The real revolution in business and digital marketing, after all, is played out here.
In essence, it is a matter of learning as much as possible about the customer: the characteristics, behaviors, and needs of your audience. The next step is to divide this generic target into increasingly specific and coherent segments, to be targeted with personalized messages and actions.
Personalization represents the real frontier. Let’s talk about it in the next point.
3. The frontier of personalization
Digital transformation has impacted many areas of business and the economy. One of the biggest, perhaps even the main impact is this: it has put the customer at the center of the business.
Data-driven marketing is really aiming at this, and today it is becoming increasingly effective and concrete thanks to the personalization systems that specialized companies such as Doxee make available, both for B2B and B2C.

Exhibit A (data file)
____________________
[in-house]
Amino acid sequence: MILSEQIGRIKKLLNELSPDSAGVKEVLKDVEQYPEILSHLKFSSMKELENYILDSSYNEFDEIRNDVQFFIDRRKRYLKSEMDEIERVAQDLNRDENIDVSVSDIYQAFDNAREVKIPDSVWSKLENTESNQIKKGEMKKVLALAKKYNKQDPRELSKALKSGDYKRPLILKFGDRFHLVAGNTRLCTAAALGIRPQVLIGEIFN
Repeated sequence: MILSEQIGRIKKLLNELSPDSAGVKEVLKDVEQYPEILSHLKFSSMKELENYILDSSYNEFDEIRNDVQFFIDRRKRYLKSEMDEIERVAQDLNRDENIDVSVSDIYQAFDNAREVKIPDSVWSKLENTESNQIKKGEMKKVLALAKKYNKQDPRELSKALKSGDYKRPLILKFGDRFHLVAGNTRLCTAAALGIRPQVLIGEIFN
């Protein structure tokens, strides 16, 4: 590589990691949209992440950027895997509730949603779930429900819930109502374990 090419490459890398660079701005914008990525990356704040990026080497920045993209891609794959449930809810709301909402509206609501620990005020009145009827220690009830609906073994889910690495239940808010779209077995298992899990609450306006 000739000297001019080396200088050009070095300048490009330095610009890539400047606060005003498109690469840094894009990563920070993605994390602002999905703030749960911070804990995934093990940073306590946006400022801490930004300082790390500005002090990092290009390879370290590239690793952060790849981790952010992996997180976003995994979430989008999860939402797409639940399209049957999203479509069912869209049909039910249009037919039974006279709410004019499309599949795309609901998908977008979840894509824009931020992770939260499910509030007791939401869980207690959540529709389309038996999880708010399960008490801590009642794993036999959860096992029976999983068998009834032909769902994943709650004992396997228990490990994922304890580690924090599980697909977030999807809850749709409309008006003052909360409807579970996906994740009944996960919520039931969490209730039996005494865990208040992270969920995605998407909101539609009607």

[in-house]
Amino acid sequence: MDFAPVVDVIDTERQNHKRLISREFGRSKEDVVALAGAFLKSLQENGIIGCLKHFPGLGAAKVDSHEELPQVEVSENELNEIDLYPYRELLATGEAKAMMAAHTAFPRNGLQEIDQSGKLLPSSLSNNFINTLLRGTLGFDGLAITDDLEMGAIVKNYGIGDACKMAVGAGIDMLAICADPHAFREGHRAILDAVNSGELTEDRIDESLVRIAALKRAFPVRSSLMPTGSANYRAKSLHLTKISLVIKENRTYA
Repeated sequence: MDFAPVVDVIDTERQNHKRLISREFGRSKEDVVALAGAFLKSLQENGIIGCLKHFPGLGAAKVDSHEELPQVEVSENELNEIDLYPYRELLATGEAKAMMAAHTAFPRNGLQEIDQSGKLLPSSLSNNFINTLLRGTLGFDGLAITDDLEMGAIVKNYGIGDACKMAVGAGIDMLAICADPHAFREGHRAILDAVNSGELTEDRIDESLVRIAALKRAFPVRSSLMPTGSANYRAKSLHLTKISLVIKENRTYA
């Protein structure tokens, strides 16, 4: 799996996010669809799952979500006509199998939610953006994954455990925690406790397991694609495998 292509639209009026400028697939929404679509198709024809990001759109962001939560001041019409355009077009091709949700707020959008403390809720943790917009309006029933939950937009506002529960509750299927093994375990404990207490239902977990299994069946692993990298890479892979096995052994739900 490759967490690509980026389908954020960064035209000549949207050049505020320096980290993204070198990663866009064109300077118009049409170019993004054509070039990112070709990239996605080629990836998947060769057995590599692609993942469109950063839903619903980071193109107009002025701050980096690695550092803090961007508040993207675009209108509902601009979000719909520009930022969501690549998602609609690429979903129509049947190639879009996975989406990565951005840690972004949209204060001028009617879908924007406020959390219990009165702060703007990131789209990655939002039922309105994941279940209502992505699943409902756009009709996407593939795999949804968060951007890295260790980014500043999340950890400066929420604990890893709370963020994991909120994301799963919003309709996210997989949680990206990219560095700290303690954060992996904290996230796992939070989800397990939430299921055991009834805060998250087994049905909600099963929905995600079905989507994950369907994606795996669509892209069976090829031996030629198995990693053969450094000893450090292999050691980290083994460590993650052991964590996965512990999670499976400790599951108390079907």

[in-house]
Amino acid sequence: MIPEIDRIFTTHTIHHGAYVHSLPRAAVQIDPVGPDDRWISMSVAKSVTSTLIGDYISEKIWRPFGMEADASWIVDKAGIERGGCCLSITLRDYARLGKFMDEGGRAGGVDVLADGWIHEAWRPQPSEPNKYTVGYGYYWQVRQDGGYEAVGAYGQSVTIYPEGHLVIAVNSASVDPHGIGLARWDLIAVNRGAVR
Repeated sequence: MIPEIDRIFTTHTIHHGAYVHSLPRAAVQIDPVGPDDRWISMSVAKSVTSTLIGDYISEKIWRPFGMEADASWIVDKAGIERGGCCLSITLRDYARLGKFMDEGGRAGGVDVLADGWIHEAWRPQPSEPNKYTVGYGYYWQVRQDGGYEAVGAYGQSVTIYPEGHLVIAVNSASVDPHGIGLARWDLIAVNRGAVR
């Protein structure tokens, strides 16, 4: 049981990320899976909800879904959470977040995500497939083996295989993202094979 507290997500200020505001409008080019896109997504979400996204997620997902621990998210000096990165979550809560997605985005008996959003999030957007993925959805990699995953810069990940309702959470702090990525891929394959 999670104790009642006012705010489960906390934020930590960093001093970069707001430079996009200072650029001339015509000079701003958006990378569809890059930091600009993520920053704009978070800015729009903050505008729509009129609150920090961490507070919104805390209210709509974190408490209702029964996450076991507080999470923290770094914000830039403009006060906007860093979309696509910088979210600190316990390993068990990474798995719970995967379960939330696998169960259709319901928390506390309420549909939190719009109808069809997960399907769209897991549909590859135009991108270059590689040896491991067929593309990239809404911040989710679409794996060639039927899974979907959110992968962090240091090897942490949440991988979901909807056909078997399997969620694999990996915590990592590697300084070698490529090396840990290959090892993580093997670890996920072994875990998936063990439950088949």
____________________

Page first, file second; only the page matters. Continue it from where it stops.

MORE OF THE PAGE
In a nutshell, it is almost a return to one of the oldest secrets of trade: having deep knowledge of the customer in front of you and being able to address each one in a different way, depending on their unique characteristics and behaviors. This happens by being in the right place on the customer journey, at the right time, and in the right way.
There is no doubt that this type of one-to-one approach, carried out in an omnichannel perspective, is the most effective for both marketing and customer service strategies. It’s also important for companies to realize that these two areas are closely related.
4. Video and personalization: the most effective combo